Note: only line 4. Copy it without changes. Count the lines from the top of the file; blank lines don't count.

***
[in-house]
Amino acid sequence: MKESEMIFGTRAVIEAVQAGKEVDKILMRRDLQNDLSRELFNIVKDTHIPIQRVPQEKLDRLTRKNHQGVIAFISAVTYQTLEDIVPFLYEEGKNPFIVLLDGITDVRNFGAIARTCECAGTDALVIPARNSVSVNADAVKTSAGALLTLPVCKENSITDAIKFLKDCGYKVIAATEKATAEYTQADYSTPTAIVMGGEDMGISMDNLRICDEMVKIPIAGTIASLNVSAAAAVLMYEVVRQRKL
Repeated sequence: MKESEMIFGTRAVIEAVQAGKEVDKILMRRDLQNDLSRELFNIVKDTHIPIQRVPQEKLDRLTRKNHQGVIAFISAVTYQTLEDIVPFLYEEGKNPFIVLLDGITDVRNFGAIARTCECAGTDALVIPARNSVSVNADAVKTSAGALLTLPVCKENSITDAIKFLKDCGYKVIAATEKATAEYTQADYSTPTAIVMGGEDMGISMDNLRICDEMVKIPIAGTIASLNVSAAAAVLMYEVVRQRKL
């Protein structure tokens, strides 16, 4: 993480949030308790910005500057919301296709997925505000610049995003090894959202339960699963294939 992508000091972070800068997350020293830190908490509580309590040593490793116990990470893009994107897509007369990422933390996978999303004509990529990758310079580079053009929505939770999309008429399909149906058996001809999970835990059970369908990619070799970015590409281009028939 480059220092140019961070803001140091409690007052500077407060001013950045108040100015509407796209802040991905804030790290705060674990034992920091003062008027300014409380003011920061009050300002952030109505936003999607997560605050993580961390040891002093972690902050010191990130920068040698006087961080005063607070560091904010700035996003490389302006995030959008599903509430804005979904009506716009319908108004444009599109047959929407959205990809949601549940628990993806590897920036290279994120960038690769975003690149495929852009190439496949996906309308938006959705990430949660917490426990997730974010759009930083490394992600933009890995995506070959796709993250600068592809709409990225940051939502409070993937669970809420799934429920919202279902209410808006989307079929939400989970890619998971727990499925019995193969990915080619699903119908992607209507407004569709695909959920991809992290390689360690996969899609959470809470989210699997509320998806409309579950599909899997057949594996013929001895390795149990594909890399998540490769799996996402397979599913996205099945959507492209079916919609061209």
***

């Protein structure tokens, strides 16, 4: 993480949030308790910005500057919301296709997925505000610049995003090894959202339960699963294939 992508000091972070800068997350020293830190908490509580309590040593490793116990990470893009994107897509007369990422933390996978999303004509990529990758310079580079053009929505939770999309008429399909149906058996001809999970835990059970369908990619070799970015590409281009028939 480059220092140019961070803001140091409690007052500077407060001013950045108040100015509407796209802040991905804030790290705060674990034992920091003062008027300014409380003011920061009050300002952030109505936003999607997560605050993580961390040891002093972690902050010191990130920068040698006087961080005063607070560091904010700035996003490389302006995030959008599903509430804005979904009506716009319908108004444009599109047959929407959205990809949601549940628990993806590897920036290279994120960038690769975003690149495929852009190439496949996906309308938006959705990430949660917490426990997730974010759009930083490394992600933009890995995506070959796709993250600068592809709409990225940051939502409070993937669970809420799934429920919202279902209410808006989307079929939400989970890619998971727990499925019995193969990915080619699903119908992607209507407004569709695909959920991809992290390689360690996969899609959470809470989210699997509320998806409309579950599909899997057949594996013929001895390795149990594909890399998540490769799996996402397979599913996205099945959507492209079916919609061209």